Dover Motorsports President and CEO Denis McGlynn said it took a lot of people to help get the track to its 50th anniversary.

“As you can imagine, no company makes it 50 years without a little bit of luck and a lot of hard work on the part of a lot of people,” Mr. McGlynn said. “Of course, NASCAR deserves a great deal of credit for delivering 50 years of quality racing here going back to the early days of Richard Petty, Bobby Allison, David Pearson, through the era of Dale Earnhardt, Darrell Waltrip, Jeff Gordon, up to today’s stars represented by Jimmie Johnson, Kyle Busch, Brad Keselowski and our current champion Joey Logano.”

Mike Tatoian, the president and CEO of Dover International Speedway, is already thinking about the next 50 years.

“This facility absolutely has a chance to have another 50 years in it,” he said. “There’s a pretty good chance I won’t be here to celebrate the 100th platinum anniversary, but it’s such an iconic track. It provides great racing and I think over the last 50 years it’s been proven, so to be part of the NASCAR landscape in the next 50 years is going to be great for us in the future.”

Lots of miles and memories

A lot has changed since Mr. Petty won that inaugural race back in 1969, but one thing that hasn’t changed is the demand that the track’s 24-degree banking in its corners puts on the drivers who have tried to tame the track.

The track changed from an asphalt racing surface to a concrete surface in 1994, races were shortened from their traditional 500-mile races to 400 miles and speeds have increased exponentially as NASCAR has evolved over the years

In the 99 Cup Series races contested at the Monster Mile, including that first race, a total of 36 different drivers have made their way to Dover’s victory lane.

John Rollins

Jimmie Johnson has enjoyed the most success in the Cup Series at Dover with an unprecedented 11 victories. Mr. Petty and Bobby Allison have both notched seven wins apiece at Dover while Mark Martin finished his career with four triumphs at the track.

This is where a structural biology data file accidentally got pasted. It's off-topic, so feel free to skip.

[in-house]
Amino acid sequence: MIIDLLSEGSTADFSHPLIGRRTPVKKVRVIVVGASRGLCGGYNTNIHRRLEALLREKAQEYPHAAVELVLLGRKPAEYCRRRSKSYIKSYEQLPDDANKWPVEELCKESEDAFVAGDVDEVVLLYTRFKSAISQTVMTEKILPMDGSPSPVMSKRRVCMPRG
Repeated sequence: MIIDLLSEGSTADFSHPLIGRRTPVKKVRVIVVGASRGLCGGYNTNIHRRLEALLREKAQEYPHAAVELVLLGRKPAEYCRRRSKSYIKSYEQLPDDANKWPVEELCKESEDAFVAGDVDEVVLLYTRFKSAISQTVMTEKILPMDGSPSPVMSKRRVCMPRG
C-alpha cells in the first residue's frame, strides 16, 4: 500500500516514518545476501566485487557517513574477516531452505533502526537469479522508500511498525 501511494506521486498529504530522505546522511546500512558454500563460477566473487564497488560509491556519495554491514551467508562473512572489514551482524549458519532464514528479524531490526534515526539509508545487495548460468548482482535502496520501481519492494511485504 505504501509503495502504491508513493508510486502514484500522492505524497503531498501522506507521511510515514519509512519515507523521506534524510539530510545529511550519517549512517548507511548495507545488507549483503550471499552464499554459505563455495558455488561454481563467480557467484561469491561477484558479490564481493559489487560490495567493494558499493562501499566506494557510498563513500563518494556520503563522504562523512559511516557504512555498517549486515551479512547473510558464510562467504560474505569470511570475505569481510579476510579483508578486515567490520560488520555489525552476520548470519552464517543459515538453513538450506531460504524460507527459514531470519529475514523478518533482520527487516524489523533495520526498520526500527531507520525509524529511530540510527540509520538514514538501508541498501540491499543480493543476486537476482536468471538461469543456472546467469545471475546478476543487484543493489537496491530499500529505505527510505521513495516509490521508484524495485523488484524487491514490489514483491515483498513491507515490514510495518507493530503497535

One thing that is assured of, it often takes the skill of a champion to take a checkered flag at Dover.

In fact, the past 21 races at Dover have been won by 10 drivers, nine of which are Monster Energy NASCAR Cup Series champions, including: Mr. Johnson, Kyle Busch, Matt Kenseth, Kurt Busch, Brad Keselowski, Tony Stewart, Jeff Gordon, Kevin Harvick and Martin Truex Jr.). A total of 20 of the 36 total drivers to triumph at Dover have been past champions.

Mr. Johnson would obviously love to return to victory lane at Dover. His last Cup Series win came at the Monster Mile a distant two years ago.

“Clearly, I’m very biased about this race track,” Mr. Johnson said. “I think it’s the best one out there. I think all drivers appreciate just the challenge that comes with this track, the banking, the speed, the transitions from the straightaways through the corners.

“I noticed on social media before we got here that drivers and crew members and crew chiefs were all talking about how much they love coming here. It’s just a very unique challenge and a totally different race track than anything else we race on.”

Thankful for the fans

Gold-painted “Dover 50” signs that adorned the walls at Dover International Speedway in May and the gold-colored trophies awarded to all NASCAR race winners at the track served as a reminder: This is a special time for the speedway.

The Monster Energy Cups Series race scheduled for Oct. 6 will mark the end of the racetrack’s 50th-anniversary year. It will also be Dover’s miletone 100th Cup race.

Mike Tatoian, the president and CEO of Dover International Speedway, said the track’s staff has been focusing on making its fans a large part of the speedway’s 50th anniversary celebration.

In the spring, the track hosted several off-track events, including a free concert by the Charlie Daniels Band as well as performances by the legendary Harlem Globetrotters, with many other things to see and do in the FanZone near the Monster Monument.

In the early years of Dover Downs, David P. Buckson, left, competed in a harness race with some of the stars of NASCAR. Shown, from left, are drivers Darrell Waltrip, Cale Yarborough, Dale Earnhardt, Bobby Allison, along with the speedway’s Denis McGlynn and announcer Mike Joy.

Dover International Speedway plans to bring more off-track excitement in the fall.

“We really made a commitment,” Mr. Tatoian said. “Our planning really started a couple of years ago for this event and it really was keeping our fans in mind, as we always do, but especially elevated because the last 50 years really has been successful because of our fans, our sponsors and our network partners.

“We think every weekend, of course, is special, but there’s some things we’re doing, just from an elevated perspective to help our fans really kind of enjoy this and it’s also a way to say, ‘Thank you’ to them.”